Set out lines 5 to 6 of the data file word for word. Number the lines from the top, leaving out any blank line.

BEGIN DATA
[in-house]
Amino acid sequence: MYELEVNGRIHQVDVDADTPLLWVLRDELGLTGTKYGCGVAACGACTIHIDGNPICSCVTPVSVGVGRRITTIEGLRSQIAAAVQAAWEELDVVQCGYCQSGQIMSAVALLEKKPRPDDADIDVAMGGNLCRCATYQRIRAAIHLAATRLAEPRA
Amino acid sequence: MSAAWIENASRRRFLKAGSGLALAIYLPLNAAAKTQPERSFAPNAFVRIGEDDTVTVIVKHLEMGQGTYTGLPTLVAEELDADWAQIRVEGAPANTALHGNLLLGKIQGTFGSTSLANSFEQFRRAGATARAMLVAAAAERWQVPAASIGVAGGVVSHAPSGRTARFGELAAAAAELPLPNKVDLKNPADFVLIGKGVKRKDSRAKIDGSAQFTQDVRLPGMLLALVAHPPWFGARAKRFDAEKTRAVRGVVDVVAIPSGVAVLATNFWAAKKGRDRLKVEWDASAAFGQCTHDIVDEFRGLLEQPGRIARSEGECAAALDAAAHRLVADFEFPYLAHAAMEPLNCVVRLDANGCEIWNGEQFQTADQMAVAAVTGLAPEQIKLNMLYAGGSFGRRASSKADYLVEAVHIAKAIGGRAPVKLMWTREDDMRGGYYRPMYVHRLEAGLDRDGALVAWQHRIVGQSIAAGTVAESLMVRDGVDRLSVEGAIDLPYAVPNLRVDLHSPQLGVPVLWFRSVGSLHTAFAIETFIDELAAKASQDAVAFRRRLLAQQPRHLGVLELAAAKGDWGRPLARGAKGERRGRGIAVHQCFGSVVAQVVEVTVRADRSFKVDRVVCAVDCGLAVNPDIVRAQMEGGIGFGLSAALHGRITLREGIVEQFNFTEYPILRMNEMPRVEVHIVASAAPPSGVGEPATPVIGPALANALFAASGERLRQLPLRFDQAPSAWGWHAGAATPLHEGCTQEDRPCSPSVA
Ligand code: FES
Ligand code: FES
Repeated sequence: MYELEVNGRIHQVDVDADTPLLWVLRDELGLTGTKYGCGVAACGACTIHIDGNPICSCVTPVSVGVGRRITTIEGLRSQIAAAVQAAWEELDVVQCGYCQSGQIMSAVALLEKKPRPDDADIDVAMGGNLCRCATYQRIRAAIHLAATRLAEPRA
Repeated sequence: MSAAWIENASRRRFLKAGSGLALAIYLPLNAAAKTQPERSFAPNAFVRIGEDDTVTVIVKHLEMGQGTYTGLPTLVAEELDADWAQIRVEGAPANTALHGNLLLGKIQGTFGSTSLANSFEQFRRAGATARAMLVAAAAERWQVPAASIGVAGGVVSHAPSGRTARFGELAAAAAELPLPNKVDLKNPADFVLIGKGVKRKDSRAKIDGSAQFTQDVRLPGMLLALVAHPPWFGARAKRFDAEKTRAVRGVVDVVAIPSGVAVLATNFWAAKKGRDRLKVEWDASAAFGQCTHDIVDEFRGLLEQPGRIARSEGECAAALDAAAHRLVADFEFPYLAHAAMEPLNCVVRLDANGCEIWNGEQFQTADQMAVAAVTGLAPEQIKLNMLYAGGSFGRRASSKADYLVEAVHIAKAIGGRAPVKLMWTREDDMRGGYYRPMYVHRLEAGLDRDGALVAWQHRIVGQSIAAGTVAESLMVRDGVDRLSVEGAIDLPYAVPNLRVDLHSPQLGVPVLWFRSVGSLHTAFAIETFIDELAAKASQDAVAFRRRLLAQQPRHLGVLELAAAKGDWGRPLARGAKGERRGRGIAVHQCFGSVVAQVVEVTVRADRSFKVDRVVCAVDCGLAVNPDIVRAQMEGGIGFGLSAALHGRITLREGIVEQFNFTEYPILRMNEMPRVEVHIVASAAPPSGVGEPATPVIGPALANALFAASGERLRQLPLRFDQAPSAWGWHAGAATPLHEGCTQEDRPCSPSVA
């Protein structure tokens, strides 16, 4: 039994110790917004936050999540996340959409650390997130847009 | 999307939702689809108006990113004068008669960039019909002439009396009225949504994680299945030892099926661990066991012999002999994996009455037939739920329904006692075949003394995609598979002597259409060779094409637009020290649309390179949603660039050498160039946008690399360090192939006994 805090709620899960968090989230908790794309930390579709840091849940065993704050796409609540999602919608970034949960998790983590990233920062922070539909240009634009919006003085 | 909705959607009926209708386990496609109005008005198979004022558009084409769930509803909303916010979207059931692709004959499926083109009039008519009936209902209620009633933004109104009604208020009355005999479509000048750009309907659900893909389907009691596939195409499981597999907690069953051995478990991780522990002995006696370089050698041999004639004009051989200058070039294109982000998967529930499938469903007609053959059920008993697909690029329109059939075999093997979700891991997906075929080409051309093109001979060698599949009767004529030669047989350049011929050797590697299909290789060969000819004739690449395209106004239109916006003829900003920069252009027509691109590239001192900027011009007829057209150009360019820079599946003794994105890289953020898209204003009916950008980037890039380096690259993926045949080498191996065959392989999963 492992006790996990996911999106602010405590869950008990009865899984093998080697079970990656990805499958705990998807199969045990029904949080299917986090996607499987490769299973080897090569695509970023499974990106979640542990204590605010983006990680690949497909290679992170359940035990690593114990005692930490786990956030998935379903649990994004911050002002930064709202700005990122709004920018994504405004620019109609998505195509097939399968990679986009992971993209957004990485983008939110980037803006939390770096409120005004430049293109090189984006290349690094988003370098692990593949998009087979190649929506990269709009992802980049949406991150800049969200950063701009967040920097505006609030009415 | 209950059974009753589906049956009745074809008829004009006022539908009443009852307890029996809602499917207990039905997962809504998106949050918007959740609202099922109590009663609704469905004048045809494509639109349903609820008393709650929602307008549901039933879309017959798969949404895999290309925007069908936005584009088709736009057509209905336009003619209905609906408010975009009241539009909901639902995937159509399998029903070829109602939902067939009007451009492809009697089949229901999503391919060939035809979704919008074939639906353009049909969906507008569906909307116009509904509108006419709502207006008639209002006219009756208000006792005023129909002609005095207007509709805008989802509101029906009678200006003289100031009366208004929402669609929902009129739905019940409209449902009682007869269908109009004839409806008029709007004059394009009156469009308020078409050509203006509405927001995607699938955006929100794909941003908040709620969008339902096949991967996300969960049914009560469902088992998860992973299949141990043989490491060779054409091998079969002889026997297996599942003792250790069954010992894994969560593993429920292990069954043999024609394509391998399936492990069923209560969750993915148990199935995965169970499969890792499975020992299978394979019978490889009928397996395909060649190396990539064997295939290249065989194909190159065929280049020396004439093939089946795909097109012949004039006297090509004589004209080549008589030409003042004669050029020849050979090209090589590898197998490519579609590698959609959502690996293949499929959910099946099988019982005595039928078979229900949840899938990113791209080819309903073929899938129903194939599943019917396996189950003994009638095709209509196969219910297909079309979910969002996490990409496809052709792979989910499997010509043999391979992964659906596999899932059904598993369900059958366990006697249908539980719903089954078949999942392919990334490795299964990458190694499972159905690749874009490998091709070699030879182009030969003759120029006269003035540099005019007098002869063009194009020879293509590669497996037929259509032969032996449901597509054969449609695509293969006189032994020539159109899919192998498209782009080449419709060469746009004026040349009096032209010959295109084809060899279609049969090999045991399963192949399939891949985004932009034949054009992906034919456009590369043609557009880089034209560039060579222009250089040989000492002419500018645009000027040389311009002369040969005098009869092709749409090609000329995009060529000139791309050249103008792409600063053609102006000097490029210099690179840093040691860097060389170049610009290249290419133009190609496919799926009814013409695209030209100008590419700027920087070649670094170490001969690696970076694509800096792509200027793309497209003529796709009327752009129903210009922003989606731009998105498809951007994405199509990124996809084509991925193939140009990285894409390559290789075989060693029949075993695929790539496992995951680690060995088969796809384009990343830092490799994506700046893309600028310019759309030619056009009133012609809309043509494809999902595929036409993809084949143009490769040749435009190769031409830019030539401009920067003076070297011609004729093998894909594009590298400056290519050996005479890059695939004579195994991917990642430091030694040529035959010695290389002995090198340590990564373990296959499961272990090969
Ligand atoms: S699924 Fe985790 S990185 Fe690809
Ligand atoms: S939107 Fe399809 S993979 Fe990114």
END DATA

Ligand code: FES
Repeated sequence: MYELEVNGRIHQVDVDADTPLLWVLRDELGLTGTKYGCGVAACGACTIHIDGNPICSCVTPVSVGVGRRITTIEGLRSQIAAAVQAAWEELDVVQCGYCQSGQIMSAVALLEKKPRPDDADIDVAMGGNLCRCATYQRIRAAIHLAATRLAEPRA